Since the HIV was discovered at the beginning of the 1980’s, 32 million people have died of AIDS, and today, 37.9 million people live with the virus globally which represents a 20% increase compared to 2010.
Remarkable progress has been achieved in the last 20 years, that open the door to a world in which the disease would not be a public health threat by 2030. But reaching this objective is only feasible by increasing programmatic, financial and scientific efforts that will allow people in need to access prevention and diagnosis tools as well as treatment and care.
UNAIDS has set intermediary goals to be reached by 2020 that will allow the international community to measure that investments are on the right path. By 2020:
• 90% of people living with HIV should know their serological status. To date, 21% of those infected by the virus ignore it.
• 90% of people with an HIV diagnosis should receive durable antiretroviral therapy (ART), i.e. 30 million people on treatment by the end of year 2020. In 2019, 24.5 million persons infected with HIV were under ART, i.e. 65% of those in need.
• 90% of those receiving antiretroviral therapy should achieve viral suppression, thus reducing to nil the risk of HIV transmission. In 2018, 53% of those living with HIV had their viral load measured and undetectable.
In 2018, 1.7 million people were newly contaminated by the HIV around the world and 0,77 million people died of aids. The new contaminations are at their lowest level since the peak of the epidemic in 2010. The evolution is certainly encouraging. Yet, prevention remains one of major challenges, particularly in the regions where the epidemic continues to grow dramatically, e.g. in Central and Eastern Europe, or wherever it affects key populations that have limited access to healthcare such as vulnerable or marginalised persons or groups.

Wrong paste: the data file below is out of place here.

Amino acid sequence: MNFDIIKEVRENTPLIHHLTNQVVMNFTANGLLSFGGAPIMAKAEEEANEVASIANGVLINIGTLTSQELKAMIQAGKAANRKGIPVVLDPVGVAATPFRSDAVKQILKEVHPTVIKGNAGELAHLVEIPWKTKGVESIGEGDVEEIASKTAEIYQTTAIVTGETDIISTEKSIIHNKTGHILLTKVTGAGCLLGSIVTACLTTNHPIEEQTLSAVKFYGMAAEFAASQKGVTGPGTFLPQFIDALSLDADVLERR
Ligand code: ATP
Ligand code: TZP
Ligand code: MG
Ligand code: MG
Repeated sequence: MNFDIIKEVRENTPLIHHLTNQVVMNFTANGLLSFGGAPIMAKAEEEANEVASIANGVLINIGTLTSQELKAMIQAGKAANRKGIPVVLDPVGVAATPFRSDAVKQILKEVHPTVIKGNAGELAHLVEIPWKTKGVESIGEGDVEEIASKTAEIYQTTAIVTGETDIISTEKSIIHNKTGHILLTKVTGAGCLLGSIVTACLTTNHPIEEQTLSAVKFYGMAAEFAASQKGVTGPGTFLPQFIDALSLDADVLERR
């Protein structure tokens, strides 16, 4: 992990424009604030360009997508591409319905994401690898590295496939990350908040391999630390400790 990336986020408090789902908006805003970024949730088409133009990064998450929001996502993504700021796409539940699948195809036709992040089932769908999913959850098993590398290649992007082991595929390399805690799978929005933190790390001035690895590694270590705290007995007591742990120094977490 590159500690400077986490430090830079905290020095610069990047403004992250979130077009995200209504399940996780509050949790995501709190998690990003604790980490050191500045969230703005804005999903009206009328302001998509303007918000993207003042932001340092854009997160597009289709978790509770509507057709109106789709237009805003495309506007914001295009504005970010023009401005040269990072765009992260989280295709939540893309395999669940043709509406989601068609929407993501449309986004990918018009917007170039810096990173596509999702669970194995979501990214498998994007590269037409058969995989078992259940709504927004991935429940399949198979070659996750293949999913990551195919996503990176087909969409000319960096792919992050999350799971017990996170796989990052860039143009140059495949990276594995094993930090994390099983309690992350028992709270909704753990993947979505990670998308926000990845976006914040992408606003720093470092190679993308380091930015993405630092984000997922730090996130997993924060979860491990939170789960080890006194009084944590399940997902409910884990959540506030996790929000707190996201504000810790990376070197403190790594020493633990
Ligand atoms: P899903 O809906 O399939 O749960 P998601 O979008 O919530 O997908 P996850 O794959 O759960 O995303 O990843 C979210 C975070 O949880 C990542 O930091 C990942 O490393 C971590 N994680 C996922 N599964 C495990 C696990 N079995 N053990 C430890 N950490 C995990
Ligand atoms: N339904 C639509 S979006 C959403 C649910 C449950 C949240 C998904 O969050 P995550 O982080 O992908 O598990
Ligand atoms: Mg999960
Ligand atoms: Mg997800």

The objective set in 2016 by the political declaration of the U.N. to have less than 500,000 new infections / year in 2020 is far from being reached.
Several methods of intervention contribute to reducing HIV transmission: male and female condoms, ART as pre-exposure prophylaxis (PrEP), voluntary medical male circumcision, using clean needles and syringes, opioid substitution treatment (e.g. with methadone), treating people with HIV to reduce their viral load and prevent subsequent transmission of the virus, or putting pregnant women on treatment to prevent mother-to-child transmission.
Prevention and treatment challenges are closely linked to human rights and gender issues. In many instances, repressive policies toward vulnerable groups (people who inject drugs, sex workers, men having sex with men, prisoners, etc.) tend to push people away from information and care centres, thus making it more difficult to know the scale of the epidemic and to manage it properly.
Similarly, women, adolescent girls in particular, and children have difficulties to access healthcare. As a consequence of still significant gender inequalities around the globe, women and adolescent girls are more vulnerable to contamination by the HIV. According to UNAIDS, the infection rate among women aged 15 to 24 is twice as high as among men of the same age group. Confronted with many difficulties to access information related to sexuality and prevention, many women and adolescent girls cannot assert their right to health and express their choice as to sexual and reproductive health.
Since 2013, global health expenditure dedicated to fighting HIV / AIDS in low and middle-income countries has stalled, reaching about US$ 19 billion at the end of 2018 whilst US$ 26.2 billion / year would be necessary by 2020 to put an end to the disease as a public health threat. While 56% of total resources for HIV in low- and middle-income countries come from domestic resources, international development assistance spending on HIV / AIDS has reached US$ 9.1 billion in 2017. This amount tends to decrease at a moment when more funding is critical to avoid a resurgence of the epidemic.
If no improvement is made in terms of access to prevention, diagnosis and treatment, in particular of key and vulnerable persons who are at the core of the HIV epidemic, if no additional investment is done to reach these people, if innovative approaches on healthcare and finance are not developed, if the necessary reflexion on the global health architecture is not carried out, it will be impossible to control the epidemic in a sustainable way, and to eliminate risks of epidemiologic resurgence in the coming years.